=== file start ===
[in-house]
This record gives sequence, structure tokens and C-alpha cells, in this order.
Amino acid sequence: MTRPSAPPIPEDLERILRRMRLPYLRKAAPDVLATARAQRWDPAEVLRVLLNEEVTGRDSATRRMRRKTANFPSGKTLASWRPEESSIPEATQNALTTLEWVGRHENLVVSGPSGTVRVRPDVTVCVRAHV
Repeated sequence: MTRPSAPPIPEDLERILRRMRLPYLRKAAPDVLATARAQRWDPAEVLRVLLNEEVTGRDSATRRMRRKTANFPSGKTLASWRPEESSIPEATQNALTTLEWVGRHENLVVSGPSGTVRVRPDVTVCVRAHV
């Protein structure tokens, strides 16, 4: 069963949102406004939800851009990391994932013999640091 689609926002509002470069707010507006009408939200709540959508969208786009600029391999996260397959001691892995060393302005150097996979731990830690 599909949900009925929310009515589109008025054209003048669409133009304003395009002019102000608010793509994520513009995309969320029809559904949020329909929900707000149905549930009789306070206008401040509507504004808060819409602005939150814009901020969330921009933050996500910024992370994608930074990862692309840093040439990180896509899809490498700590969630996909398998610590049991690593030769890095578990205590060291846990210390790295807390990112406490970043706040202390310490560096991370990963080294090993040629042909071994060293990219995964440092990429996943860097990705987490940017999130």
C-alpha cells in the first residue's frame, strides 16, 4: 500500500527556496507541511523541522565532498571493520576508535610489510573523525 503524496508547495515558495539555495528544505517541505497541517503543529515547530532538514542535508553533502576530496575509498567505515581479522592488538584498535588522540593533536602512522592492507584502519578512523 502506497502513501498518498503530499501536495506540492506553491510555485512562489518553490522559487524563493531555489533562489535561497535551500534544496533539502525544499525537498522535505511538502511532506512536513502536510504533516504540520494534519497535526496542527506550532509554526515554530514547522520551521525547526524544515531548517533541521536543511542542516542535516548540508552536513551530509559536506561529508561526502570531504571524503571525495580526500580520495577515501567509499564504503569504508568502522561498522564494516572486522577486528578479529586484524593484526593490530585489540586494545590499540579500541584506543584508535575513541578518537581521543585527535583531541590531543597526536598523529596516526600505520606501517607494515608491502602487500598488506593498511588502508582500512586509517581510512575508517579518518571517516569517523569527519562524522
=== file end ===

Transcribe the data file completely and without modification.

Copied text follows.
[in-house]
This record gives sequence, structure tokens and C-alpha cells, in this order.
Amino acid sequence: MTRPSAPPIPEDLERILRRMRLPYLRKAAPDVLATARAQRWDPAEVLRVLLNEEVTGRDSATRRMRRKTANFPSGKTLASWRPEESSIPEATQNALTTLEWVGRHENLVVSGPSGTVRVRPDVTVCVRAHV
Repeated sequence: MTRPSAPPIPEDLERILRRMRLPYLRKAAPDVLATARAQRWDPAEVLRVLLNEEVTGRDSATRRMRRKTANFPSGKTLASWRPEESSIPEATQNALTTLEWVGRHENLVVSGPSGTVRVRPDVTVCVRAHV
């Protein structure tokens, strides 16, 4: 069963949102406004939800851009990391994932013999640091 689609926002509002470069707010507006009408939200709540959508969208786009600029391999996260397959001691892995060393302005150097996979731990830690 599909949900009925929310009515589109008025054209003048669409133009304003395009002019102000608010793509994520513009995309969320029809559904949020329909929900707000149905549930009789306070206008401040509507504004808060819409602005939150814009901020969330921009933050996500910024992370994608930074990862692309840093040439990180896509899809490498700590969630996909398998610590049991690593030769890095578990205590060291846990210390790295807390990112406490970043706040202390310490560096991370990963080294090993040629042909071994060293990219995964440092990429996943860097990705987490940017999130």
C-alpha cells in the first residue's frame, strides 16, 4: 500500500527556496507541511523541522565532498571493520576508535610489510573523525 503524496508547495515558495539555495528544505517541505497541517503543529515547530532538514542535508553533502576530496575509498567505515581479522592488538584498535588522540593533536602512522592492507584502519578512523 502506497502513501498518498503530499501536495506540492506553491510555485512562489518553490522559487524563493531555489533562489535561497535551500534544496533539502525544499525537498522535505511538502511532506512536513502536510504533516504540520494534519497535526496542527506550532509554526515554530514547522520551521525547526524544515531548517533541521536543511542542516542535516548540508552536513551530509559536506561529508561526502570531504571524503571525495580526500580520495577515501567509499564504503569504508568502522561498522564494516572486522577486528578479529586484524593484526593490530585489540586494545590499540579500541584506543584508535575513541578518537581521543585527535583531541590531543597526536598523529596516526600505520606501517607494515608491502602487500598488506593498511588502508582500512586509517581510512575508517579518518571517516569517523569527519562524522